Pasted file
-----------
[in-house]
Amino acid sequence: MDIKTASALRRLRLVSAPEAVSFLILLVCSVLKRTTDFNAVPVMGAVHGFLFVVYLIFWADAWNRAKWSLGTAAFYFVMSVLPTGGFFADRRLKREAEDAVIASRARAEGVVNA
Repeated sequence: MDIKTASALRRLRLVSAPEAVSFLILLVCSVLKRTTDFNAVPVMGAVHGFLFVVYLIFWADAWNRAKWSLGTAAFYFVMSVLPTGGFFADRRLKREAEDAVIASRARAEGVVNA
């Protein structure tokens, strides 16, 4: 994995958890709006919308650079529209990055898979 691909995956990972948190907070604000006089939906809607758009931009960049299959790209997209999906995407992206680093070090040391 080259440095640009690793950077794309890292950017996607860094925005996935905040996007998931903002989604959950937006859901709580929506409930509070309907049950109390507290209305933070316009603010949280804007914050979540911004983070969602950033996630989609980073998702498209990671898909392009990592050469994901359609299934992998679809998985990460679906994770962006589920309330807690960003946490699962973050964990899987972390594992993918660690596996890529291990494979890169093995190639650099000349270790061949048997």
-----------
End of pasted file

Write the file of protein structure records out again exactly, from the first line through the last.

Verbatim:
[in-house]
Amino acid sequence: MDIKTASALRRLRLVSAPEAVSFLILLVCSVLKRTTDFNAVPVMGAVHGFLFVVYLIFWADAWNRAKWSLGTAAFYFVMSVLPTGGFFADRRLKREAEDAVIASRARAEGVVNA
Repeated sequence: MDIKTASALRRLRLVSAPEAVSFLILLVCSVLKRTTDFNAVPVMGAVHGFLFVVYLIFWADAWNRAKWSLGTAAFYFVMSVLPTGGFFADRRLKREAEDAVIASRARAEGVVNA
């Protein structure tokens, strides 16, 4: 994995958890709006919308650079529209990055898979 691909995956990972948190907070604000006089939906809607758009931009960049299959790209997209999906995407992206680093070090040391 080259440095640009690793950077794309890292950017996607860094925005996935905040996007998931903002989604959950937006859901709580929506409930509070309907049950109390507290209305933070316009603010949280804007914050979540911004983070969602950033996630989609980073998702498209990671898909392009990592050469994901359609299934992998679809998985990460679906994770962006589920309330807690960003946490699962973050964990899987972390594992993918660690596996890529291990494979890169093995190639650099000349270790061949048997």